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Brilliant vs. Crushed Ice

When you picture a gemstone such as a moissanite or a diamond, you’re probably picturing a brilliant cut stone. A sparkling, scintillating stone with regular and symmetrical facets. However, in the world of moissanite, a lesser known style of cut is slowly but surely gaining popularity – Crushed Ice.

Known for its shimmering beauty and distinct difference to the brilliant cut, crushed ice can be a gorgeous alternative. Each cut has properties which noticeably change their appearance and give them their own unique beauty.

To understand the differences, let’s first discover how light interacts with moissanite.

How does light interact with moissanite?

When light enters a substance like moissanite, it refracts and reflects. Gemstones are so sparkly because they are cut in a way that causes the light which enters at the top of the stone to bounce off facets (cut surfaces) within the stone and then reflect back out. The manner in which this light acts, and therefore the overall look of the gemstone, is based on how the stone is cut. The quality of the cut will also effect how the light interacts with the stone, but today we will just focus on the style.

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Diagram of light travelling through a Brilliant cut moissanite

Brilliant Cut

The brilliant cut is the traditional, relatively symmetrical style which causes the classic sparkling pattern. Characteristic of brilliant cut stones are well-defined, arrow-like sparkling facets which can be seen fanning out from the centre of the stone when looking from front-on. They are cut with uniform facets on the pavilion (bottom angle of the stone), which causes light to travel in the most efficient way possible, meaning the most light possible will exit the crown (top angle of the stone) and back to the observer. This causes the highest level of fire and brilliance possible for the stone.

Crushed Ice Cut

Crushed ice cuts are a little different. In a crushed ice moissanite, the stone is cut to have more numerous, irregular shaped facets on the pavilion of the stone, bouncing the light within the stone in an irregular way. This means that although some light will bounce off two surfaces of the pavilion before exiting the crown, as is the case with the brilliant cut, some light will also bounce more times within the stone before exiting through the pavilion, as seen here. As a result, light is shooting in many scattered directions within the stone, causing it to look like – you guessed it – crushed ice. Due to these properties, crushed ice moissanite stones display a different sparkling pattern and a lower level of brilliance, fire and sparkle than a brilliant cut moissanite.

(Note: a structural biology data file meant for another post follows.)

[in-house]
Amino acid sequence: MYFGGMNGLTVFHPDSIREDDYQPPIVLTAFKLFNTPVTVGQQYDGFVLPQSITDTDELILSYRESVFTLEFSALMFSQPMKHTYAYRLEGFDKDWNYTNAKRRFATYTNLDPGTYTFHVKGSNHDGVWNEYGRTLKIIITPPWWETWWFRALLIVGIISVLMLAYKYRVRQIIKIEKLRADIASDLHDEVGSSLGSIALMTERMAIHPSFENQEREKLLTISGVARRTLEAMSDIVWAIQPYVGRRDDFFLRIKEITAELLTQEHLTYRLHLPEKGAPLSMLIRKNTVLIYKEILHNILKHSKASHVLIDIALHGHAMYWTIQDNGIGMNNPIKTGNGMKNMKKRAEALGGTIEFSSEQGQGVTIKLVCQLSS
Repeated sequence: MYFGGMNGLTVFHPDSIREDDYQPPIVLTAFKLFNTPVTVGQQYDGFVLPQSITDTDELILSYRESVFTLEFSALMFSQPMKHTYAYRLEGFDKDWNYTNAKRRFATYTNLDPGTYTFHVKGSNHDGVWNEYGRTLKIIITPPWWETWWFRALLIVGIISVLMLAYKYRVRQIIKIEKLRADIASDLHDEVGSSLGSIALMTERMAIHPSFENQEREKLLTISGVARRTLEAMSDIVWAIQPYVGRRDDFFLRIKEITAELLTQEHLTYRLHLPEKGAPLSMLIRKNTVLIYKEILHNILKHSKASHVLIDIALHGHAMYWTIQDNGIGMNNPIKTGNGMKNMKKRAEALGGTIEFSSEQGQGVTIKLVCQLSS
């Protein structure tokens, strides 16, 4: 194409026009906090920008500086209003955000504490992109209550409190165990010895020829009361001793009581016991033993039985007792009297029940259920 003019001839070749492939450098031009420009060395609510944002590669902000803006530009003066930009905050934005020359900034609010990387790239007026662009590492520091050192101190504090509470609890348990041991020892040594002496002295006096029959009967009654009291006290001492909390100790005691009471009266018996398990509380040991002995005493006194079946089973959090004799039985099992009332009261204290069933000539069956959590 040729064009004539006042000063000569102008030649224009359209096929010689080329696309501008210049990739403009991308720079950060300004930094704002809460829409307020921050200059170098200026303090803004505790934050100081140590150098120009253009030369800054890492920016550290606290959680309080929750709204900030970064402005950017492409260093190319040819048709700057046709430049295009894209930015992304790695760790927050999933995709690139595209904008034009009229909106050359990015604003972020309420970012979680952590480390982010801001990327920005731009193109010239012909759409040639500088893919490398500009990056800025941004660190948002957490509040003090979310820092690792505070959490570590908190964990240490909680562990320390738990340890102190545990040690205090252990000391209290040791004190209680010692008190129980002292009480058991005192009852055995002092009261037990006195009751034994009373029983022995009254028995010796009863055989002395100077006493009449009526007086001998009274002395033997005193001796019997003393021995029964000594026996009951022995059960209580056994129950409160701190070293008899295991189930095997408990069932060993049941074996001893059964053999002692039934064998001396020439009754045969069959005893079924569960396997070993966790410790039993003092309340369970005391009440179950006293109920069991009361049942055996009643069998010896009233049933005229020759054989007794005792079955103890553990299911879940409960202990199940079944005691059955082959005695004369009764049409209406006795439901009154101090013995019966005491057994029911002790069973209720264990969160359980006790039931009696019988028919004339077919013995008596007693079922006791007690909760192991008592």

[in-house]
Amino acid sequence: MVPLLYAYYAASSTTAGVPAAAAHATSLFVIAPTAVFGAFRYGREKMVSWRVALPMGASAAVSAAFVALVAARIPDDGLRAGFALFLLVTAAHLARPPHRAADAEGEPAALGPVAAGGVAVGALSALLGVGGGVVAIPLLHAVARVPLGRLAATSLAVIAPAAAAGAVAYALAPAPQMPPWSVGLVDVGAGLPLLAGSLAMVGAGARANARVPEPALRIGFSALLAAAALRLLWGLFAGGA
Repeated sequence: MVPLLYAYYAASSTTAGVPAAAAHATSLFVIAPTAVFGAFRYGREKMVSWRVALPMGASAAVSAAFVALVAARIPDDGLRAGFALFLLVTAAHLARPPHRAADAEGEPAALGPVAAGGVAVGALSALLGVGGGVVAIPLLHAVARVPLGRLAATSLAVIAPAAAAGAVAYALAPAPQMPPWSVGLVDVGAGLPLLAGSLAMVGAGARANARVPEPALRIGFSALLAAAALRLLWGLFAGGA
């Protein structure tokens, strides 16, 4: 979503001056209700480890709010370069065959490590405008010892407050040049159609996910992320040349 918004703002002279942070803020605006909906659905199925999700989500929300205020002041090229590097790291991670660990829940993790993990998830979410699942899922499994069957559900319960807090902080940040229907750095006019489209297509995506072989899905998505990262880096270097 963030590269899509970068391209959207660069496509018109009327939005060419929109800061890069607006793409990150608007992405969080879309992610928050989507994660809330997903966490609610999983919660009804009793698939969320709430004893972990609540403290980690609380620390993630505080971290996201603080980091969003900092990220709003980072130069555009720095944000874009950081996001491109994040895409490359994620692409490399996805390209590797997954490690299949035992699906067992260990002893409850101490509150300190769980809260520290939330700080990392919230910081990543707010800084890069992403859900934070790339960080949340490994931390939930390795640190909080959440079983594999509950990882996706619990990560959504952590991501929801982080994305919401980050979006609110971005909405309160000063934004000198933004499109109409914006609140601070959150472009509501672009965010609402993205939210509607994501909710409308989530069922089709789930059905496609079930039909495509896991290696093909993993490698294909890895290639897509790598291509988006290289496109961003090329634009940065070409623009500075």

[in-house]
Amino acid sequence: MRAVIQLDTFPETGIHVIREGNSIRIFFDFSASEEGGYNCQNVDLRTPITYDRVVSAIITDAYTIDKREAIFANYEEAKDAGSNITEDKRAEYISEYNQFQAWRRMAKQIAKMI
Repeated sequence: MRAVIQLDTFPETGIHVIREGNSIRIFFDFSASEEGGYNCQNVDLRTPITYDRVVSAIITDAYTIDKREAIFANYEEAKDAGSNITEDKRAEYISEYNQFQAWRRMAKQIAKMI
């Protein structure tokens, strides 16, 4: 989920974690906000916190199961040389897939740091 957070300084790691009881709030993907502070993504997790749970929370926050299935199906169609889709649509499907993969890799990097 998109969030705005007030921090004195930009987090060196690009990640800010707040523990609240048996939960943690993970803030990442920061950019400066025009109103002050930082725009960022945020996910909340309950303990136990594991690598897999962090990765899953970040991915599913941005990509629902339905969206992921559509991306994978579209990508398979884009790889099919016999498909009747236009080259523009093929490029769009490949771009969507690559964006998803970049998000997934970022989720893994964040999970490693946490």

Diagram of light travelling through a Crushed Ice cut moissanite
Example of the bowtie effect

What is the bowtie effect?

An example of the difference seen between these two cuts is seen in certain shapes of moissanite such as oval or pear. Usually, an oval diamond will display some level of a bowtie effect, which is a darker band through the middle width of the stone where light is lost through the pavilion. This can sometimes detract from the stone if it’s too distinct, but can indeed help to give it a certain level of contrast, which some people prefer.

Due to the higher refractive index of moissanite (the way light bends in a substance), brilliant cut oval moissanite stones can usually be cut to avoid this bowtie effect. The faceting pattern of crushed ice moissanite means this cut has more of a bowtie effect – giving it a more diamond-like appearance.

How do they compare?

Due to the efficient use of light, the brilliant cut exacts the most amount of fire and brilliance possible from a moissanite. This unmatched sparkle is the very reason so many people fall in love with moissanite! The brilliant cut shows uniform, larger facets, and will be the most noticeable as a gorgeous, extra sparkly stone. However, for some people, owning a moissanite that matches a diamond as closely as possible is their main goal. This is where the crushed ice cut comes into play, as its faceting pattern displays less fire and brilliance and more smaller, scattered sparkles – a slightly closer match to that of a diamond. In addition, the crushed ice cut can exhibit a bowtie effect, which again will more closely parallel that of a diamond.

Which do you think you prefer? Maybe you want the most sparkle possible? Or the closest possible stone to a diamond? Or maybe you just love the small faceted, scattered sparkle of crushed ice? At the end of the day, it’s completely up to you! Don’t worry about what other people may think, or what you’ve heard you should go for. Choose whatever you fall in love with!

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